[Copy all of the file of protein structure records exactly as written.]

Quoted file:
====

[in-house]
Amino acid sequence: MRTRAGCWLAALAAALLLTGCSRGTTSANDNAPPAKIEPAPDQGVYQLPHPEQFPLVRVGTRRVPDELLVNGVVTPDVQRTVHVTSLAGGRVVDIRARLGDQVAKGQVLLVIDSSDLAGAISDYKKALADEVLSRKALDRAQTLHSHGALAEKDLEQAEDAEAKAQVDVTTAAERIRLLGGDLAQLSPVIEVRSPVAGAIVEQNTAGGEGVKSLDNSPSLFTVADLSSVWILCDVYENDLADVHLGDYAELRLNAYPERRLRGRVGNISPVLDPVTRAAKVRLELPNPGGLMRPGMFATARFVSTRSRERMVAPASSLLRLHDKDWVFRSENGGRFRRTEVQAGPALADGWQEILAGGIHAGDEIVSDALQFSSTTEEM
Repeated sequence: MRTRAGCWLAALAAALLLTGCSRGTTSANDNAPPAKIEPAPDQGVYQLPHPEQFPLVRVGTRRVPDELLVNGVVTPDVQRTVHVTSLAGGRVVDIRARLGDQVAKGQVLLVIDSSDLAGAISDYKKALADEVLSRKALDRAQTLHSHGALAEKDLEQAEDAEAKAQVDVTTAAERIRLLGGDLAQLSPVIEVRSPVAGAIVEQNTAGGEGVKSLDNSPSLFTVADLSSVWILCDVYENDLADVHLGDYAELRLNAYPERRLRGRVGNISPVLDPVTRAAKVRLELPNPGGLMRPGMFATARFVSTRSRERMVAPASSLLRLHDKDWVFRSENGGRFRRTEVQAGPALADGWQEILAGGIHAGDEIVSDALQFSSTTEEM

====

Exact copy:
[in-house]
Amino acid sequence: MRTRAGCWLAALAAALLLTGCSRGTTSANDNAPPAKIEPAPDQGVYQLPHPEQFPLVRVGTRRVPDELLVNGVVTPDVQRTVHVTSLAGGRVVDIRARLGDQVAKGQVLLVIDSSDLAGAISDYKKALADEVLSRKALDRAQTLHSHGALAEKDLEQAEDAEAKAQVDVTTAAERIRLLGGDLAQLSPVIEVRSPVAGAIVEQNTAGGEGVKSLDNSPSLFTVADLSSVWILCDVYENDLADVHLGDYAELRLNAYPERRLRGRVGNISPVLDPVTRAAKVRLELPNPGGLMRPGMFATARFVSTRSRERMVAPASSLLRLHDKDWVFRSENGGRFRRTEVQAGPALADGWQEILAGGIHAGDEIVSDALQFSSTTEEM
Repeated sequence: MRTRAGCWLAALAAALLLTGCSRGTTSANDNAPPAKIEPAPDQGVYQLPHPEQFPLVRVGTRRVPDELLVNGVVTPDVQRTVHVTSLAGGRVVDIRARLGDQVAKGQVLLVIDSSDLAGAISDYKKALADEVLSRKALDRAQTLHSHGALAEKDLEQAEDAEAKAQVDVTTAAERIRLLGGDLAQLSPVIEVRSPVAGAIVEQNTAGGEGVKSLDNSPSLFTVADLSSVWILCDVYENDLADVHLGDYAELRLNAYPERRLRGRVGNISPVLDPVTRAAKVRLELPNPGGLMRPGMFATARFVSTRSRERMVAPASSLLRLHDKDWVFRSENGGRFRRTEVQAGPALADGWQEILAGGIHAGDEIVSDALQFSSTTEEM